After Osbourne left the Betty Ford Center where he had been treated for substance abuse, Lee presented him with the music he had written while Osbourne was away. Osbourne was purportedly very satisfied with the quantity and quality of Lee’s new music, much of which would be used for the 1986 album, The Ultimate Sin. The album was awarded platinum status in May 1986 and was awarded double platinum status in October 1994. Lee and Osbourne once again toured extensively, this time with Phil Soussan on bass, John Sinclair on keyboards and Randy Castillo on drums. In Kansas City, Missouri on April 1, 1986, a concert was filmed which would be released later that year as the home video The Ultimate Ozzy. In 1987, after touring with Ozzy Osbourne in support of The Ultimate Sin album, Lee was fired in a telegram from Sharon Osbourne while working on one of his muscle cars back in Los Angeles. Lee was completely caught off guard at the time of his firing and was under the impression he had a solid working gig with the Osbourne camp.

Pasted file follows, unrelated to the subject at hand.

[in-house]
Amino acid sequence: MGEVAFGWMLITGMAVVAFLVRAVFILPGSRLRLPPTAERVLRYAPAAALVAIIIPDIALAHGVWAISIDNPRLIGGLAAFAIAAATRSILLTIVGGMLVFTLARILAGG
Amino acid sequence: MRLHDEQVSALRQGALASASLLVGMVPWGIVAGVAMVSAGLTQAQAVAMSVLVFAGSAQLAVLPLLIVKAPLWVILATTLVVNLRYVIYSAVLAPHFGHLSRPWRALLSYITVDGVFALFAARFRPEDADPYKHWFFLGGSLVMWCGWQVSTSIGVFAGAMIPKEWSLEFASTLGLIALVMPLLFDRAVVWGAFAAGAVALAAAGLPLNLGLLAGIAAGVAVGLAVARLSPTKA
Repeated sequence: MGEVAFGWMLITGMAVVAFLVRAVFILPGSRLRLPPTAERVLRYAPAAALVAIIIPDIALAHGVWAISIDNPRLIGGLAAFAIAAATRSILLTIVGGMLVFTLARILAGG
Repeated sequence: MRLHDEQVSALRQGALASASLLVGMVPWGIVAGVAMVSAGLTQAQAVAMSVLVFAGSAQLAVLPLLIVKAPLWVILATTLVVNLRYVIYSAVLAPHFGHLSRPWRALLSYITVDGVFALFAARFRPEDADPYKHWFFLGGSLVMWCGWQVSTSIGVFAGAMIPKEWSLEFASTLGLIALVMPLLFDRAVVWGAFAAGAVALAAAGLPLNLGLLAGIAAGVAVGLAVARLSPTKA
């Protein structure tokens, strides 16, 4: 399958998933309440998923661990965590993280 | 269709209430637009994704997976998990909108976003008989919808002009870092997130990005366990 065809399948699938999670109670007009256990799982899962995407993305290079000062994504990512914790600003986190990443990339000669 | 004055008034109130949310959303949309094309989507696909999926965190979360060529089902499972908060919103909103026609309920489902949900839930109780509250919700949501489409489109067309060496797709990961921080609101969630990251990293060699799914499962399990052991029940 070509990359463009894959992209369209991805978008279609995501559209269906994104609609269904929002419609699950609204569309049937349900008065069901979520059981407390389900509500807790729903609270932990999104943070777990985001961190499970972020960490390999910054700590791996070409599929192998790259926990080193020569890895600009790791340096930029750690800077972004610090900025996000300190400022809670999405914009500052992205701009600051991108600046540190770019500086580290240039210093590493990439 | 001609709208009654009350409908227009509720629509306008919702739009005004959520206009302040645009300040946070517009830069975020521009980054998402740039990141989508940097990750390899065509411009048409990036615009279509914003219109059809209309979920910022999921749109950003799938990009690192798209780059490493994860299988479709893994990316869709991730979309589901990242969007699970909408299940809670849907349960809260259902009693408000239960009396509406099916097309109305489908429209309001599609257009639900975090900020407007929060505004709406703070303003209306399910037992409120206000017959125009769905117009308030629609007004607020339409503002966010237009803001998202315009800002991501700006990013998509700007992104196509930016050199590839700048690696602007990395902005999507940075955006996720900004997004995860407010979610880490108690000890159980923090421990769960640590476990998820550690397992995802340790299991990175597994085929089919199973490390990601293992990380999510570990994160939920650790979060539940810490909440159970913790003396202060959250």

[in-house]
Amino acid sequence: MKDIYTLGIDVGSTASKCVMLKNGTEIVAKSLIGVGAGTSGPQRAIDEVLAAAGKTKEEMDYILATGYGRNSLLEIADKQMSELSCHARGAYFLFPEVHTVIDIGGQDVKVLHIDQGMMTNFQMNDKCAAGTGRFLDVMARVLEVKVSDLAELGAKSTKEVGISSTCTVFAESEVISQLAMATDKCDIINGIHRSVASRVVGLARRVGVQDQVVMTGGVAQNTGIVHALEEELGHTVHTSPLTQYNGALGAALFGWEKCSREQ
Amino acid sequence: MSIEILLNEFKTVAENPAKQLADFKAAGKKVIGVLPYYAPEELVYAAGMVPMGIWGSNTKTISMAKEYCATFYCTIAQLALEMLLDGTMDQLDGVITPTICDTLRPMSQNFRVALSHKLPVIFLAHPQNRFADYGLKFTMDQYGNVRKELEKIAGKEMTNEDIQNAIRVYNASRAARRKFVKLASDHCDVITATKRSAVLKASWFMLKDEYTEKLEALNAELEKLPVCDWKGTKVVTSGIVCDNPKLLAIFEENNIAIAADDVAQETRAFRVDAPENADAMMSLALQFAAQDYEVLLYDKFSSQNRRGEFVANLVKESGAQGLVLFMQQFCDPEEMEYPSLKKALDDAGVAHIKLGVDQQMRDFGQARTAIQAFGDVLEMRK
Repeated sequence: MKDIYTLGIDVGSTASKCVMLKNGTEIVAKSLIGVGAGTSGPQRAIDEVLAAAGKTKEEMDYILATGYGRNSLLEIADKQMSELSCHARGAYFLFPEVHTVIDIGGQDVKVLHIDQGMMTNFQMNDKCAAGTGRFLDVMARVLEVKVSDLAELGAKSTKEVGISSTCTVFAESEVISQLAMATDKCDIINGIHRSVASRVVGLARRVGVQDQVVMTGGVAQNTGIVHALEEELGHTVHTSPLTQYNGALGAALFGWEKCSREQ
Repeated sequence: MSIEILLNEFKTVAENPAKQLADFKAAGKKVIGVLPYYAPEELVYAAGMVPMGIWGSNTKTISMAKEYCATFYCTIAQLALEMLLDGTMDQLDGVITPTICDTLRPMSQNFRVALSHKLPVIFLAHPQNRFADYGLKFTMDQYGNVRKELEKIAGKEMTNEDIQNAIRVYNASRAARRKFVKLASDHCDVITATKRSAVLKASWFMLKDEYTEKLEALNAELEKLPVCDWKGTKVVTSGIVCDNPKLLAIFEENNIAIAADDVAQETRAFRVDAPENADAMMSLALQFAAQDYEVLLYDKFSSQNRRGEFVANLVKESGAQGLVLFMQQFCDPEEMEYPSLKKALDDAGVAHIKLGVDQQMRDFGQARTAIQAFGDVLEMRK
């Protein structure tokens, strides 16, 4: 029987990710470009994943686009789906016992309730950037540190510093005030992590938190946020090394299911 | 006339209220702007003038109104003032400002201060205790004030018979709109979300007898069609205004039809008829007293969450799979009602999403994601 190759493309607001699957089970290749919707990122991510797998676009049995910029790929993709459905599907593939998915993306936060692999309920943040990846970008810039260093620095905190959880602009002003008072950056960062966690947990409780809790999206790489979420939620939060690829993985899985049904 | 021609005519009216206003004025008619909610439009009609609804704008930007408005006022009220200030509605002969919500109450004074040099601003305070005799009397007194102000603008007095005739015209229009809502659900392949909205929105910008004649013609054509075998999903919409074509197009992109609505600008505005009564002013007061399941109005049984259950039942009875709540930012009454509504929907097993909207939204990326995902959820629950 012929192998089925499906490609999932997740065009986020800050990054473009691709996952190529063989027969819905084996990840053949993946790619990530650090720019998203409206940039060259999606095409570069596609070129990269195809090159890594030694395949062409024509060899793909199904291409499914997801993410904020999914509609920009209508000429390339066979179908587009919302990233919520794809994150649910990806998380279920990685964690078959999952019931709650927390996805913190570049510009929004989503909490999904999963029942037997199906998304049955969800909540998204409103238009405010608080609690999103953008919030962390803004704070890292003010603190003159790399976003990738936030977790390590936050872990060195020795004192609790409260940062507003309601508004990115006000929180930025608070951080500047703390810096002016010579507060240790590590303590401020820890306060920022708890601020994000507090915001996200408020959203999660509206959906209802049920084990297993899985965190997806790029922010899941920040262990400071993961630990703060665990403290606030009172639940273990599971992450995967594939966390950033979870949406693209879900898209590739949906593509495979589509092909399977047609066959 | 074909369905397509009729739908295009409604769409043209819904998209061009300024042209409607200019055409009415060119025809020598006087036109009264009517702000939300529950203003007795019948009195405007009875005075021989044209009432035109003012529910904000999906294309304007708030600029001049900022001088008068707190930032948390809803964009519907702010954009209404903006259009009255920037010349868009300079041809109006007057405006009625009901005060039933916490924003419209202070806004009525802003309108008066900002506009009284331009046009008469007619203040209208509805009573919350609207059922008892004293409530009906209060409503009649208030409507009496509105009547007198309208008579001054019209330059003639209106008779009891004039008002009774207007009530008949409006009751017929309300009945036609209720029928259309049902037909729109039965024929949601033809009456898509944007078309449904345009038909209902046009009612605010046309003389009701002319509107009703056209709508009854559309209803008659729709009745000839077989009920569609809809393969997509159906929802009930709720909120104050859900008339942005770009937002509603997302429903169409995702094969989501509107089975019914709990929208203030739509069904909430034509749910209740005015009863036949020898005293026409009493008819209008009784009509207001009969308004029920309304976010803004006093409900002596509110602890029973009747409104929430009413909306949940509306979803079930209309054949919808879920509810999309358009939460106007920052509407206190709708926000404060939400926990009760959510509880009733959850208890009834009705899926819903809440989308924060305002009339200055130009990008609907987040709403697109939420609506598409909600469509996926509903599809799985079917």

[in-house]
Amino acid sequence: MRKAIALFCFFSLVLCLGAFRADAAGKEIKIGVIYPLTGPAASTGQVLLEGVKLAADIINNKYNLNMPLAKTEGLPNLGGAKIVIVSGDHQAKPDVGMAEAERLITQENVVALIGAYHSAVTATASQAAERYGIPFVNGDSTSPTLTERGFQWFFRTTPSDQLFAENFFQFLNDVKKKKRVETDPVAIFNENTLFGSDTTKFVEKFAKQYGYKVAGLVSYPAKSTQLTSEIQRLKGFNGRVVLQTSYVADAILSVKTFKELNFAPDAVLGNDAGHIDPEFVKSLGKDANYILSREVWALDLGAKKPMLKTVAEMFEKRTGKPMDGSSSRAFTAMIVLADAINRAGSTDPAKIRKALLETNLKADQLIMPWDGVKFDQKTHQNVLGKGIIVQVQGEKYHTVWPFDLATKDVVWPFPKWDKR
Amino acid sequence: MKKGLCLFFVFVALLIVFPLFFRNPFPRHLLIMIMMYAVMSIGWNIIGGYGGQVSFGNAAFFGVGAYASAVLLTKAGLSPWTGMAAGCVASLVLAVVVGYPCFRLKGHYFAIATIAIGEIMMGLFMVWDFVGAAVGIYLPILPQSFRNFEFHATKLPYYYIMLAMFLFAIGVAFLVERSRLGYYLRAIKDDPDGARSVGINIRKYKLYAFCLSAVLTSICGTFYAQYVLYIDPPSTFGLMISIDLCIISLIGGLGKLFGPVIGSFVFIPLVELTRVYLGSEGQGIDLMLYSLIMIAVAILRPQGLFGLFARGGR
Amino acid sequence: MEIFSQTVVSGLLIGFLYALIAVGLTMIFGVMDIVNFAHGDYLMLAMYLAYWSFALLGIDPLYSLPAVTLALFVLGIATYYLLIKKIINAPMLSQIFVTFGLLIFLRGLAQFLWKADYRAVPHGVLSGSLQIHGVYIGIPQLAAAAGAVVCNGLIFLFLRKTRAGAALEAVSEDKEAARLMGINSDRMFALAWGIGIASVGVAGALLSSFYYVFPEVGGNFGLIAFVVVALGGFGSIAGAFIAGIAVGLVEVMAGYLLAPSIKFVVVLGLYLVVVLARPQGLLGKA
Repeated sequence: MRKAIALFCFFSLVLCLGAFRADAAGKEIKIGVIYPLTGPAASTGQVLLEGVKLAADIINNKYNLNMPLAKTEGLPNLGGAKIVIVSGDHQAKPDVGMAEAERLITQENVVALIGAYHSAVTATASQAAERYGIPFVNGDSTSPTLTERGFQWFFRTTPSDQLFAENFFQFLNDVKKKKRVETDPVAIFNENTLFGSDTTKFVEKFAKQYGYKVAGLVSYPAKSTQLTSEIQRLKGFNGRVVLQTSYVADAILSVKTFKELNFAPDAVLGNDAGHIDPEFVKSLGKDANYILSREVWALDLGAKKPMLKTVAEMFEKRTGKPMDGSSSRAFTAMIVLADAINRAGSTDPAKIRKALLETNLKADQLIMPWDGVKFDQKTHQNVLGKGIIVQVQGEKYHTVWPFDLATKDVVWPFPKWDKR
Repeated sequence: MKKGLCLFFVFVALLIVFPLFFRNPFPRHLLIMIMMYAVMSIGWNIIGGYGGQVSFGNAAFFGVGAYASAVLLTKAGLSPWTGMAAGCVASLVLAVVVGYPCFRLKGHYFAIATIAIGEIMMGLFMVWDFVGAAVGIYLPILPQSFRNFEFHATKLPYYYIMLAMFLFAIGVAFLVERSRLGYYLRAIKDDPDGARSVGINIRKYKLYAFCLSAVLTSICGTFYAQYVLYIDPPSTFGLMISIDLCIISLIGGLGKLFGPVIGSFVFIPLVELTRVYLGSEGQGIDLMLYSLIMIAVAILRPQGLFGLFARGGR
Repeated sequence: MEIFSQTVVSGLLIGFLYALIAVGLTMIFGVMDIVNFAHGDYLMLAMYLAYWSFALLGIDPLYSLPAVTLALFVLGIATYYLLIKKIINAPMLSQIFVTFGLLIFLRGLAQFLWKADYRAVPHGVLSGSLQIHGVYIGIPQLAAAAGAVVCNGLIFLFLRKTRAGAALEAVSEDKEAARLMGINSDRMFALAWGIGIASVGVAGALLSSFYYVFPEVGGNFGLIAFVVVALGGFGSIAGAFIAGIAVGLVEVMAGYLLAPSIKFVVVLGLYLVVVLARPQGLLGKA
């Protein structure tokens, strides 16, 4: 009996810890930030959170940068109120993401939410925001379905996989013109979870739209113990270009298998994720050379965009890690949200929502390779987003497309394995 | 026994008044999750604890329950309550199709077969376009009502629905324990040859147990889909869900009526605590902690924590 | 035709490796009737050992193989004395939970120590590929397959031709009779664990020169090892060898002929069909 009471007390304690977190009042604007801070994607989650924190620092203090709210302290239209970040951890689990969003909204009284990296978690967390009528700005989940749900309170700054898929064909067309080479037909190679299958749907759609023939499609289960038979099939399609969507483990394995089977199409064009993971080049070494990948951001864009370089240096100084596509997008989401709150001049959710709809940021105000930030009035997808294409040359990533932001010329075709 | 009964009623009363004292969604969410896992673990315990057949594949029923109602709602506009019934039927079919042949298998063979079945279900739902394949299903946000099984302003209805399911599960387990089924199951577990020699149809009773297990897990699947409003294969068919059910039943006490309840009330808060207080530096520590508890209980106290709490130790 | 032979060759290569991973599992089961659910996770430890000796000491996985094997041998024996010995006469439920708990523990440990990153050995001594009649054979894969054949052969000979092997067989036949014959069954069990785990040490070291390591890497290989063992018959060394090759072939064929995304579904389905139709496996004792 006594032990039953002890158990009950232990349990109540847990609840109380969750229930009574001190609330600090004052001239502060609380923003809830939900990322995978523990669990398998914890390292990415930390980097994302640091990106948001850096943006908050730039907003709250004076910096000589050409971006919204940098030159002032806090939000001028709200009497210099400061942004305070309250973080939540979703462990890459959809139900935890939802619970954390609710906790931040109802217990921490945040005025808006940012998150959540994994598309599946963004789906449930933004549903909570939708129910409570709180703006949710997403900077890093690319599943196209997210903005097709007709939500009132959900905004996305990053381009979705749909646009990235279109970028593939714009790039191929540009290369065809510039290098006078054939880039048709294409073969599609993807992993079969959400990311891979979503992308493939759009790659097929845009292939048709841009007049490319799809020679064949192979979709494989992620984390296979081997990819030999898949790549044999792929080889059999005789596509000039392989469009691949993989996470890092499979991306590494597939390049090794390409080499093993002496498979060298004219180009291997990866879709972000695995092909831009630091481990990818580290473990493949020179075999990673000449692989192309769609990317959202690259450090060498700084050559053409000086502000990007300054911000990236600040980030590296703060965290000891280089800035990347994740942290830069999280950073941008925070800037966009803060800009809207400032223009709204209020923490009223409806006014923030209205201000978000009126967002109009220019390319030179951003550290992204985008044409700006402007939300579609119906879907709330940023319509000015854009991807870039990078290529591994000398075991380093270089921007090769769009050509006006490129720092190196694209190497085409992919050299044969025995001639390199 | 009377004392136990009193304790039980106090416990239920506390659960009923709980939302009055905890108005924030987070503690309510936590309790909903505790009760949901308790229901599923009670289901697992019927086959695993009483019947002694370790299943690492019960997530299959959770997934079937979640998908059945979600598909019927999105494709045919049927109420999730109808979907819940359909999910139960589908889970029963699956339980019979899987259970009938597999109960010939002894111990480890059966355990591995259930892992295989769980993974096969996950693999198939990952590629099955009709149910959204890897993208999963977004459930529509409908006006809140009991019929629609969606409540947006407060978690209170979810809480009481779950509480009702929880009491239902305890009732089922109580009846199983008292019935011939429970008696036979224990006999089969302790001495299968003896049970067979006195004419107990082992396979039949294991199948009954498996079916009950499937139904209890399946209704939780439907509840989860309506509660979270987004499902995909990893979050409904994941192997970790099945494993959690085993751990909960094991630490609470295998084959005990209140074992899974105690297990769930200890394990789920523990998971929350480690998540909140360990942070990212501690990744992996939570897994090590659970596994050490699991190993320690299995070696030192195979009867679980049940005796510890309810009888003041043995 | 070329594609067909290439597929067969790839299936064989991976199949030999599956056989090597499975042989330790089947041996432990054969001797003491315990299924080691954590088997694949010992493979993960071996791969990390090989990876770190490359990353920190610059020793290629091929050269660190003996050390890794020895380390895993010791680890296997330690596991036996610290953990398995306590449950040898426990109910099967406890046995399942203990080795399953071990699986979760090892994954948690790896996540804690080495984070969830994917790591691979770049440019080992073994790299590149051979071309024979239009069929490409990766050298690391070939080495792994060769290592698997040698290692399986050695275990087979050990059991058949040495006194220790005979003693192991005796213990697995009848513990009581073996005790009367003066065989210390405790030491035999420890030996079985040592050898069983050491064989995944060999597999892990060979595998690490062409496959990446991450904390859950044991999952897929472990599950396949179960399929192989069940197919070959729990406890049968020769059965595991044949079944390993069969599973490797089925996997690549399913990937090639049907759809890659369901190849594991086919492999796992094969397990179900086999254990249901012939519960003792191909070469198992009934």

After being fired from Ozzy’s band, Lee formed the blues-based hard rock band Badlands with vocalist Ray Gillen in 1988. Badlands consisted of Lee, Gillen, drummer Eric Singer, and bassist Greg Chaisson. The band released their self-titled debut album in 1989. In 1991, Singer left Badlands to join KISS following the death of longtime drummer Eric Carr. Badlands then released the follow-up album Voodoo Highway. During a tour between that album and the upcoming third album they were ready to begin recording, Gillen left the band and was briefly replaced by John West. Gillen later died of AIDS-related complications in 1993. In 1998, Dusk, the final Badlands album consisting of unreleased live in-studio 24-track demos was released in Japan; a European release followed in 2000.